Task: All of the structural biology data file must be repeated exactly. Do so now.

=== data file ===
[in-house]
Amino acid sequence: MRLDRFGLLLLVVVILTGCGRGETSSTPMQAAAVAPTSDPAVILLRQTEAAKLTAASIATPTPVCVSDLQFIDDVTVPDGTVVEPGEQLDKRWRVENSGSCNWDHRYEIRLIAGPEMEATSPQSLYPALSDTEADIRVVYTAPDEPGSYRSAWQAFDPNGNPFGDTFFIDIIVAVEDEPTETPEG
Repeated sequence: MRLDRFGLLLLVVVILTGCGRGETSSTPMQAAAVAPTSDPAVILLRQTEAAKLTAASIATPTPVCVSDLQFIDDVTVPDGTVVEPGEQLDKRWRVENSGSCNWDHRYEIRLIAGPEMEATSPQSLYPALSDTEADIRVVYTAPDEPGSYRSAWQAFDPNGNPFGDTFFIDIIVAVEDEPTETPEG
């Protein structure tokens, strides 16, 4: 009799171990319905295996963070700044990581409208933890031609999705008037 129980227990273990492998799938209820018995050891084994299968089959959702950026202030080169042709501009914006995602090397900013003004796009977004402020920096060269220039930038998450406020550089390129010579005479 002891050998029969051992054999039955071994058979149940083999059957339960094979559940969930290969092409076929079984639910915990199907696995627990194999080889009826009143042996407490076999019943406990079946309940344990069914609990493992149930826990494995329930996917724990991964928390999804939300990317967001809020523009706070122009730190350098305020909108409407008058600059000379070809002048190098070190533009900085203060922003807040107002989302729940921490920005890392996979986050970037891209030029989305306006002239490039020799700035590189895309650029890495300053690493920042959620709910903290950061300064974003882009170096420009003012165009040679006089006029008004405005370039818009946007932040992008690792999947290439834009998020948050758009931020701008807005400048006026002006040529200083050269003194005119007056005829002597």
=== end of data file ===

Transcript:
[in-house]
Amino acid sequence: MRLDRFGLLLLVVVILTGCGRGETSSTPMQAAAVAPTSDPAVILLRQTEAAKLTAASIATPTPVCVSDLQFIDDVTVPDGTVVEPGEQLDKRWRVENSGSCNWDHRYEIRLIAGPEMEATSPQSLYPALSDTEADIRVVYTAPDEPGSYRSAWQAFDPNGNPFGDTFFIDIIVAVEDEPTETPEG
Repeated sequence: MRLDRFGLLLLVVVILTGCGRGETSSTPMQAAAVAPTSDPAVILLRQTEAAKLTAASIATPTPVCVSDLQFIDDVTVPDGTVVEPGEQLDKRWRVENSGSCNWDHRYEIRLIAGPEMEATSPQSLYPALSDTEADIRVVYTAPDEPGSYRSAWQAFDPNGNPFGDTFFIDIIVAVEDEPTETPEG
């Protein structure tokens, strides 16, 4: 009799171990319905295996963070700044990581409208933890031609999705008037 129980227990273990492998799938209820018995050891084994299968089959959702950026202030080169042709501009914006995602090397900013003004796009977004402020920096060269220039930038998450406020550089390129010579005479 002891050998029969051992054999039955071994058979149940083999059957339960094979559940969930290969092409076929079984639910915990199907696995627990194999080889009826009143042996407490076999019943406990079946309940344990069914609990493992149930826990494995329930996917724990991964928390999804939300990317967001809020523009706070122009730190350098305020909108409407008058600059000379070809002048190098070190533009900085203060922003807040107002989302729940921490920005890392996979986050970037891209030029989305306006002239490039020799700035590189895309650029890495300053690493920042959620709910903290950061300064974003882009170096420009003012165009040679006089006029008004405005370039818009946007932040992008690792999947290439834009998020948050758009931020701008807005400048006026002006040529200083050269003194005119007056005829002597």